Album – UPTOWN SATURDAY NIGHT
UPTOWN SATURDAY NIGHT
By the mid-’80s, living on Chicago’s upper north side and the proprietor of his own chili parlor and music room, Bob was at the top of his game creatively. This album, produced by Anne Hills, was released on Hogeye Records which Bob founded along with Anne and Tom Paxton. These well-crafted and tastefully arranged songs are prime examples of some of Bob’s finest.
Hog Eye Records, 1984
Bob Gibson Legacy, 2008 (CD re-issue)
…a consistent collection of craftsmanlike original material that displayed the singer’s talents well. His love songs, notably “Rest of the Night” and “Lookin’ for the You,” were tender and wistful, and they were offset by the comic material, which he rendered equally well….
ALL MUSIC GUIDE William Ruhlmann
After his prolific initial period of recording, 1956 to 1964, when he made a series of albums for Riverside and Elektra Records, Bob Gibson entered the recording studio infrequently during the subsequent 30 years of his career.
Uptown Saturday Night was on a small label, Hogeye Records, which he had founded with fellow folksinger Tom Paxton. It was a consistent collection of craftsmanlike original material that displayed the singer’s talents well. His love songs, notably “Rest of the Night” and “Lookin’ for the You,” were tender and wistful, and they were offset by the comic material, which he rendered equally well.
Now in his early 50s, he was already an elder statesman of folk music, and this tempered album confirmed that place without breaking new ground.
NEWS, REVIEWS & NOTES
…there’s a bone-weary wistfulness imbuing the record that’s only rarely evident beforehand. The guy had missed the train a number of times, cheated of his rightful place by Fate and Fortune, dames no one wants to mess with, and here seems reconciled with that….
Folk & Acoustic Music Exchange Review by Mark S. Tucker
With this, the fourth in the Bob Gibson Legacy series, the stalwart folkie entered a bit of a new phase, touting more in the way of a full backing band rather than the usual duo / trio / quartet configurations normal to his ouevre. In that, something was gained and something lost.
The original release date is 1984, and Gibson had been through a lot. It shows, and there’s a bone-weary wistfulness imbuing the record that’s only rarely evident beforehand. The guy had missed the train a number of times, cheated of his rightful place by Fate and Fortune, dames no one wants to mess with, and here seems reconciled with that.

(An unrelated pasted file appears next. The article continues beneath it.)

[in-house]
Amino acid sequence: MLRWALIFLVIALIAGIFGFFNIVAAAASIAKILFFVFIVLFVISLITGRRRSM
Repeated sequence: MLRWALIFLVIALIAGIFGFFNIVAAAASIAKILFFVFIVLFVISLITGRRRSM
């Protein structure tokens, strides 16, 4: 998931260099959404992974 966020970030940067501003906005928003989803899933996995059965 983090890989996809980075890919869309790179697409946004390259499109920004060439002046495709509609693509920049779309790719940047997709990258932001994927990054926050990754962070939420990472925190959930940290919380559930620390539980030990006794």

There’d always been a bit of Ray Stevens in Gibson. It emerges more fully here, not to mention the temporary admixture of Jimmy Buffet (Tequila Sheila), both tending to adjust him to a fuller populist sense rather than the uniquely borderland folk normal to his wont. Annie Hills was retained from the last release and, though Paxton’s absent, her presence instills Uptown with a better sense of the past, affecting an Emmylou Harris-ish backing role, sweet and fragile.
Listening to this album, though Gibson was the most pleased with it above his other work, one gets the feel of impending change and in a fashion not interpreble. There are Brian Wilson elements, as well as a bit of the better Manilow, some Springsteen, Billy Joel, and various other folk-and-pop-to-mainstream successes, though none so dominative that his imprint is marred. There’s also an air of indecisiveness, so I have to suspect that Gibson knew what he was really shooting for, and Uptown represented a firm step in that direction rather than a solid achievement.
Review by Mark S. Tucker (email@example.com)
Mark S. Tucker
…a highlight of the album is “Pilgrim,” a song about the universal search for the self. It is Gibson’s summation of what he learned in recovery. The song has become an anthem for Alcoholics Anonymous …
Review – Rambles.net
Michael Scott Cain
The final album in this package, Uptown Saturday Night is another studio album, this time accompanied by a full band, with Anne Hills again helping out on background and harmony vocals. This one isn’t organized thematically, being content to be a collection of songs. Again, all but one are Gibson originals and again the one he didn’t write comes from Silverstein. It opens with a song about reconciliation, “Let the Band Play Dixie,” in which Abraham Lincoln, asked what he intends to do with the defeated rebels, answers that intends to unite the nation and asks that the band play “Dixie.” The song is from a play Gibson wrote and performed
Again, it’s a fine piece of work, strong enough to land Gibson a deal with Island Records, for whom he recorded his final album, Making a Mess, before his death in 1994.
Michael Scott Cain
When I was a kid, my Uncle Bob and Aunt Beryl…said if I was going to be a serious songwriter I should study the masters, and that Bob Gibson was definitely among them. I wore holes in that record [UPTOWN] … With masterful writing, storytelling, lessons in history and humanity, that record was “Life 101” on vinyl.